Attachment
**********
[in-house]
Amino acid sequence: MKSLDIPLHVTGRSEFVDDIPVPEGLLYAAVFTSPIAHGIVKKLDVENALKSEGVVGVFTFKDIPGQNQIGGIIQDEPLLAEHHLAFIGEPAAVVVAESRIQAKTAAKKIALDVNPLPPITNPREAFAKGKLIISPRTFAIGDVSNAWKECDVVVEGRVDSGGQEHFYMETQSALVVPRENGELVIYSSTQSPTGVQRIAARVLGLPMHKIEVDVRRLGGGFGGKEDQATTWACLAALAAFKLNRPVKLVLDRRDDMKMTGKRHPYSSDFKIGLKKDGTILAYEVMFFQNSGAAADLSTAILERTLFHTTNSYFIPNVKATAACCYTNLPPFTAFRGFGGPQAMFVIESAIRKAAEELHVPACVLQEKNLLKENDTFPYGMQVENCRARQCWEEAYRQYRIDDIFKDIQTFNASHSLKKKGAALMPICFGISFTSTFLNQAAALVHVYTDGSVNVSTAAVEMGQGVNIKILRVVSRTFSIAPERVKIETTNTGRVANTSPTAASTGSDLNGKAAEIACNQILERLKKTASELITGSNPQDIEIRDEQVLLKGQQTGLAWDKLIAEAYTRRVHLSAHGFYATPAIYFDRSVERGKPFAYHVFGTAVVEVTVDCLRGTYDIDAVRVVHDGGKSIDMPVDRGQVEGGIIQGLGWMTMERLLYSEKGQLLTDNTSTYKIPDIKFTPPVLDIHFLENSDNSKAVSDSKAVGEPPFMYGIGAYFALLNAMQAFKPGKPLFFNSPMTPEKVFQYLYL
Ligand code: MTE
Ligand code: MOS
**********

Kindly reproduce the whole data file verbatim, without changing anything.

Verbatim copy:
[in-house]
Amino acid sequence: MKSLDIPLHVTGRSEFVDDIPVPEGLLYAAVFTSPIAHGIVKKLDVENALKSEGVVGVFTFKDIPGQNQIGGIIQDEPLLAEHHLAFIGEPAAVVVAESRIQAKTAAKKIALDVNPLPPITNPREAFAKGKLIISPRTFAIGDVSNAWKECDVVVEGRVDSGGQEHFYMETQSALVVPRENGELVIYSSTQSPTGVQRIAARVLGLPMHKIEVDVRRLGGGFGGKEDQATTWACLAALAAFKLNRPVKLVLDRRDDMKMTGKRHPYSSDFKIGLKKDGTILAYEVMFFQNSGAAADLSTAILERTLFHTTNSYFIPNVKATAACCYTNLPPFTAFRGFGGPQAMFVIESAIRKAAEELHVPACVLQEKNLLKENDTFPYGMQVENCRARQCWEEAYRQYRIDDIFKDIQTFNASHSLKKKGAALMPICFGISFTSTFLNQAAALVHVYTDGSVNVSTAAVEMGQGVNIKILRVVSRTFSIAPERVKIETTNTGRVANTSPTAASTGSDLNGKAAEIACNQILERLKKTASELITGSNPQDIEIRDEQVLLKGQQTGLAWDKLIAEAYTRRVHLSAHGFYATPAIYFDRSVERGKPFAYHVFGTAVVEVTVDCLRGTYDIDAVRVVHDGGKSIDMPVDRGQVEGGIIQGLGWMTMERLLYSEKGQLLTDNTSTYKIPDIKFTPPVLDIHFLENSDNSKAVSDSKAVGEPPFMYGIGAYFALLNAMQAFKPGKPLFFNSPMTPEKVFQYLYL
Ligand code: MTE
Ligand code: MOS